Northern Georgia

A few tips from northern Georgia (USA):

  1. Pigeon Mountain (once a roost of millions of passenger pigeons) is a limestone hill near Lafayette with numerous caves, including the deepest ones in North America. The most accessible is 10-km long Pettyjohns Cave (34.665133 N, 85.363983W) on the eastern side, reached by a 2-min walk from a parking lot on Rocky Lane. Once you get through the entry shaft into the first chamber, you’ll see numerous Eastern woodrat droppings along the wall to your left. You can turn off your light, sit quietly and wait for the rat to emerge from one of small cracks in the wall. Tricolored bats reportedly winter in the cave. (Watch also for cave, green, and Pigeon Mountain salamanders just inside the entrance.) About 100 m west of the cave entrance is an informal campground visited at night by tame nine-banded armadillos. The caves at the summit plateau of the mountain are one of the southernmost known sites for Allegheny woodrat; the plateau is crossed by Rocky Lane but the caves are difficult to find. White-footed mouse was abundant on the mountain while deer mouse occured on the summit plateau and oldfield mouse in the fields along Dixon Spring Rd.
  1. Georgia State Botanical Garden on the outskirts of Athens has huge territory, mostly covered by some of the most beautiful deciduous forests in the state. In summer it closes at 8 pm but it’s possible to stay a bit longer and do some spotlighting (bring mosquito repellent!). I spent two mornings and two evenings there, and saw a southeastern shrew (running across the trail that follows Middle Oconee River) and two old eastern harvest mouse nests (in the prairie under the power line). In downtown Athens, watch at dusk for mixed swarms of chimney swifts and big brown bats, the former sometimes harassing the latter. University of Georgia campus had the highest density of eastern chipmunks I’ve ever seen.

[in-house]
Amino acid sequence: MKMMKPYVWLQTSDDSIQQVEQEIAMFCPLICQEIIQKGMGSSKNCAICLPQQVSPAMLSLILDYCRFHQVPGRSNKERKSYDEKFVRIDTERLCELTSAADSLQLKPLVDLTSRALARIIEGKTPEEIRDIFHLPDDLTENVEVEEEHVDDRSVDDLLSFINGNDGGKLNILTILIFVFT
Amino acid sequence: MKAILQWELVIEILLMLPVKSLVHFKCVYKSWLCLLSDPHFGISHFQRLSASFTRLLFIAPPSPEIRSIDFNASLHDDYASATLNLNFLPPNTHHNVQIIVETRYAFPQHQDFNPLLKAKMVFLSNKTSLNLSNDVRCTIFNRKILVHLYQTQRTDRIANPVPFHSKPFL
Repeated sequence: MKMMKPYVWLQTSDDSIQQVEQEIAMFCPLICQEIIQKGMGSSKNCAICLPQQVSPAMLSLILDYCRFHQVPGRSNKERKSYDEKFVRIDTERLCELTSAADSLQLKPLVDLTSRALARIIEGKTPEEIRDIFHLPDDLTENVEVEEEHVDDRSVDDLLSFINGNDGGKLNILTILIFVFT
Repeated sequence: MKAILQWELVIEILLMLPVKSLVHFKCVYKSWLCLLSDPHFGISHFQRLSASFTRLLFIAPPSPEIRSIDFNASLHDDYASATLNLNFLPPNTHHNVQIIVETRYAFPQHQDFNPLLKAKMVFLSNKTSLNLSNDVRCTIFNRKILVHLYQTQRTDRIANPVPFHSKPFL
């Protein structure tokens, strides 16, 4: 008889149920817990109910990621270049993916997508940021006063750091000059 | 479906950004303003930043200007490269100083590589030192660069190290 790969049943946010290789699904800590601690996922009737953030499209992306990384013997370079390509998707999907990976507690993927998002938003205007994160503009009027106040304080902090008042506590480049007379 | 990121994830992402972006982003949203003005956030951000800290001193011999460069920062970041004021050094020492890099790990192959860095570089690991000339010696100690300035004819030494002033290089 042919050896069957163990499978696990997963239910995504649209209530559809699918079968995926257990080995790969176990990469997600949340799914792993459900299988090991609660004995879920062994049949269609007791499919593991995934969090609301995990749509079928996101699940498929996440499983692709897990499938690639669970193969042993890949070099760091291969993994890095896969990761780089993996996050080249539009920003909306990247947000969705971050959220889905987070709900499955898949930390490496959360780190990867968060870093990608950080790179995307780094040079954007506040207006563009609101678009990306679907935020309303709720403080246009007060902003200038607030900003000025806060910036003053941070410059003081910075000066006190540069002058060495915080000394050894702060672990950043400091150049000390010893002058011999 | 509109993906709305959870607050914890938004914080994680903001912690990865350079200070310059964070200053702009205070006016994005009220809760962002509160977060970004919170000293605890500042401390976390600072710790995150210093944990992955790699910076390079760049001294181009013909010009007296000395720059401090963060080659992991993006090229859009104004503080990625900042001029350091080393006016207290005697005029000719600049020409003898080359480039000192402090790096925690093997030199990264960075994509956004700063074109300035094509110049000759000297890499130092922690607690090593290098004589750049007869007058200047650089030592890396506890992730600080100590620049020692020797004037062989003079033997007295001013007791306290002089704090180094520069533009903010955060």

1. Watson Mill Bridge State Park near Comer has nice mixture of deciduous and pine forests, but the main attraction is the stretch of South Fork River with a pond above an old dam, scenic cataracts and a covered wooden bridge. Bats swarmed in that area at dusk (apparently feeding on winged ants) and sometimes briefly roosted inside the bridge; the species I managed to ID were red, Seminole and tricolored bats and southeastern myotis. The park is closed at night, but the bridge and the road over it are open.
1 Comment
  1. Kerry Nelson 5 months ago

    This brings back some memories, spent a lot of time in undergrad in all of those places. I’d add that the trails paralleling the river in the Botanical Gardens are (or at least used to be) a pretty decent area to check for Golden Mouse nests. Not sure if it’s still the case, there have been several major floods since I was there that could have shifted things around, but worth a shot. Also in the area is Sandy Creek Nature Center, with the trailhead for a nice long trail/boardwalk through a mucky floodplain reminiscent of parts further south. Beaver, Muskrat, and Swamp Rabbit are all fairly common. Beaver can also be seen with ease at dusk in Lake Herrick on the UGA campus.

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